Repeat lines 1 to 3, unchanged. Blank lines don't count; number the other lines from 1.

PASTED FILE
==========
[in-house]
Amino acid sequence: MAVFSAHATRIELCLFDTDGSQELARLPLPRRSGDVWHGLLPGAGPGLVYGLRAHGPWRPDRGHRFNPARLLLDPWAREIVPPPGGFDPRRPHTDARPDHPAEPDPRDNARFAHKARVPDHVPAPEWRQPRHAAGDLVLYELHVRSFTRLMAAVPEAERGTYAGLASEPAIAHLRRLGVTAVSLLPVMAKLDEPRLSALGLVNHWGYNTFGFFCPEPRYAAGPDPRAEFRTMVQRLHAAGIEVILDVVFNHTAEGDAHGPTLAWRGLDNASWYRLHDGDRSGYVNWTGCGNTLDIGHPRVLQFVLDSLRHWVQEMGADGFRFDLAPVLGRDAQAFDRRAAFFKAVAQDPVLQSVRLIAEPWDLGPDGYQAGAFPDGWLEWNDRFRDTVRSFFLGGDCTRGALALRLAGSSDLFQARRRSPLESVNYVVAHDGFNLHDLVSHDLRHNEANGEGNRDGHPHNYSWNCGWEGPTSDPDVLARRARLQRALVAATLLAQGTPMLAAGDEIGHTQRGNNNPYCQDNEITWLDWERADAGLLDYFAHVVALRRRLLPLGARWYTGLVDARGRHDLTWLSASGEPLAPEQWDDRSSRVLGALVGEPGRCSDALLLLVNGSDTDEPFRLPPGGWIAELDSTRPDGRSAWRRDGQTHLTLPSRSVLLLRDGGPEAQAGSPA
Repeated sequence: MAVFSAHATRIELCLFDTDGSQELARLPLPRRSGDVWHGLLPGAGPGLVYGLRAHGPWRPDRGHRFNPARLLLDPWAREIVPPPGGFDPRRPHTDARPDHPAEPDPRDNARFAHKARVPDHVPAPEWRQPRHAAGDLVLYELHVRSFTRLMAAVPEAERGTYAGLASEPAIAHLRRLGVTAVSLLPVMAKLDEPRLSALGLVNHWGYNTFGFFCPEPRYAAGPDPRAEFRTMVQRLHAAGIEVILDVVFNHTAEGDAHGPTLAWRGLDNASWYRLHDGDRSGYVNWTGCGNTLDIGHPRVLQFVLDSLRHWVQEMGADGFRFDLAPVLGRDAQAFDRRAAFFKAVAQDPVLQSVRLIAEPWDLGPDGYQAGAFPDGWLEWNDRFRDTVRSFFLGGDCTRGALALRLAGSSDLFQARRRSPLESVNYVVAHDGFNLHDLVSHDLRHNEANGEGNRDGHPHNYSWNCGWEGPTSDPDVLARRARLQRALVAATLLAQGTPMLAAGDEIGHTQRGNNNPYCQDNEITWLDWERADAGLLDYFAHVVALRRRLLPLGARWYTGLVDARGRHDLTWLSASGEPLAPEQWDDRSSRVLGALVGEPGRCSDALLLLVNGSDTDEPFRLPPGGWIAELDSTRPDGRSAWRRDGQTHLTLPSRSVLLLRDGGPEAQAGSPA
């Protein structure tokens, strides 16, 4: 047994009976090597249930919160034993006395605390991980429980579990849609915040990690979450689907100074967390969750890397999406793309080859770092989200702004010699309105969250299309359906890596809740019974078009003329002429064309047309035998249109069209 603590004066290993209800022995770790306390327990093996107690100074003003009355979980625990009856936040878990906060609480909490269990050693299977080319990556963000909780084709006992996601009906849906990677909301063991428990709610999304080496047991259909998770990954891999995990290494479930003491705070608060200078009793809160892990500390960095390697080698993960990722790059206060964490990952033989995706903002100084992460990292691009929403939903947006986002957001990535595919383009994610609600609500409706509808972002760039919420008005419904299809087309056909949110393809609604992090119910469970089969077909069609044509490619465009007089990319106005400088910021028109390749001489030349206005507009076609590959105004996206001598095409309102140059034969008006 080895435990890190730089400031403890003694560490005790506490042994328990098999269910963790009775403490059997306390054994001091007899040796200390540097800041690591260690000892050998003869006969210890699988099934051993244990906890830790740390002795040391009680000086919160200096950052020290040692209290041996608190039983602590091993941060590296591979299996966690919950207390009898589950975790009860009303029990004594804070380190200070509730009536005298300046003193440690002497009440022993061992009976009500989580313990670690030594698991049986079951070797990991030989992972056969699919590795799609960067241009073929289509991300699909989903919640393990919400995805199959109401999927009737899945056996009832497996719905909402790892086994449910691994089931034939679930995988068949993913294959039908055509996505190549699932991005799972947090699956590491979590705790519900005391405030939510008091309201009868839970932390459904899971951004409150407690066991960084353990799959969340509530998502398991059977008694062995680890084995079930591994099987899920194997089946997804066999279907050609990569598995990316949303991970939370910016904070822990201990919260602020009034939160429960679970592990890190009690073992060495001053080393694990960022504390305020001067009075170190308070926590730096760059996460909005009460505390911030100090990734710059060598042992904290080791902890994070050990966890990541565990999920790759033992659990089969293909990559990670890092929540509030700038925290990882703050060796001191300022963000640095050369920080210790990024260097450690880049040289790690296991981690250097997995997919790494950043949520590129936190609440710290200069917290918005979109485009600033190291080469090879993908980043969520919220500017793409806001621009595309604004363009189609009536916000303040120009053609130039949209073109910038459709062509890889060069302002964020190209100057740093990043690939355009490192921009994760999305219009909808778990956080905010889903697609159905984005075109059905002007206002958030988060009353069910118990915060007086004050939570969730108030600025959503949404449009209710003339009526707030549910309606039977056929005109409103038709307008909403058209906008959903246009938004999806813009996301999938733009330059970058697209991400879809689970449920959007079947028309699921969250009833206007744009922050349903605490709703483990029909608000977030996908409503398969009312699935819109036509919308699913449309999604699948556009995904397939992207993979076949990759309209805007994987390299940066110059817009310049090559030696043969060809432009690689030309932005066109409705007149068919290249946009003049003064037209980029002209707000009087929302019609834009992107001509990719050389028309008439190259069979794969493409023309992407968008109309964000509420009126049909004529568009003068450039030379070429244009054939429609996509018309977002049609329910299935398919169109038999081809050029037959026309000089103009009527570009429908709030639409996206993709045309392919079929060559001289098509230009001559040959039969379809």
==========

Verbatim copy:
[in-house]
Amino acid sequence: MAVFSAHATRIELCLFDTDGSQELARLPLPRRSGDVWHGLLPGAGPGLVYGLRAHGPWRPDRGHRFNPARLLLDPWAREIVPPPGGFDPRRPHTDARPDHPAEPDPRDNARFAHKARVPDHVPAPEWRQPRHAAGDLVLYELHVRSFTRLMAAVPEAERGTYAGLASEPAIAHLRRLGVTAVSLLPVMAKLDEPRLSALGLVNHWGYNTFGFFCPEPRYAAGPDPRAEFRTMVQRLHAAGIEVILDVVFNHTAEGDAHGPTLAWRGLDNASWYRLHDGDRSGYVNWTGCGNTLDIGHPRVLQFVLDSLRHWVQEMGADGFRFDLAPVLGRDAQAFDRRAAFFKAVAQDPVLQSVRLIAEPWDLGPDGYQAGAFPDGWLEWNDRFRDTVRSFFLGGDCTRGALALRLAGSSDLFQARRRSPLESVNYVVAHDGFNLHDLVSHDLRHNEANGEGNRDGHPHNYSWNCGWEGPTSDPDVLARRARLQRALVAATLLAQGTPMLAAGDEIGHTQRGNNNPYCQDNEITWLDWERADAGLLDYFAHVVALRRRLLPLGARWYTGLVDARGRHDLTWLSASGEPLAPEQWDDRSSRVLGALVGEPGRCSDALLLLVNGSDTDEPFRLPPGGWIAELDSTRPDGRSAWRRDGQTHLTLPSRSVLLLRDGGPEAQAGSPA
Repeated sequence: MAVFSAHATRIELCLFDTDGSQELARLPLPRRSGDVWHGLLPGAGPGLVYGLRAHGPWRPDRGHRFNPARLLLDPWAREIVPPPGGFDPRRPHTDARPDHPAEPDPRDNARFAHKARVPDHVPAPEWRQPRHAAGDLVLYELHVRSFTRLMAAVPEAERGTYAGLASEPAIAHLRRLGVTAVSLLPVMAKLDEPRLSALGLVNHWGYNTFGFFCPEPRYAAGPDPRAEFRTMVQRLHAAGIEVILDVVFNHTAEGDAHGPTLAWRGLDNASWYRLHDGDRSGYVNWTGCGNTLDIGHPRVLQFVLDSLRHWVQEMGADGFRFDLAPVLGRDAQAFDRRAAFFKAVAQDPVLQSVRLIAEPWDLGPDGYQAGAFPDGWLEWNDRFRDTVRSFFLGGDCTRGALALRLAGSSDLFQARRRSPLESVNYVVAHDGFNLHDLVSHDLRHNEANGEGNRDGHPHNYSWNCGWEGPTSDPDVLARRARLQRALVAATLLAQGTPMLAAGDEIGHTQRGNNNPYCQDNEITWLDWERADAGLLDYFAHVVALRRRLLPLGARWYTGLVDARGRHDLTWLSASGEPLAPEQWDDRSSRVLGALVGEPGRCSDALLLLVNGSDTDEPFRLPPGGWIAELDSTRPDGRSAWRRDGQTHLTLPSRSVLLLRDGGPEAQAGSPA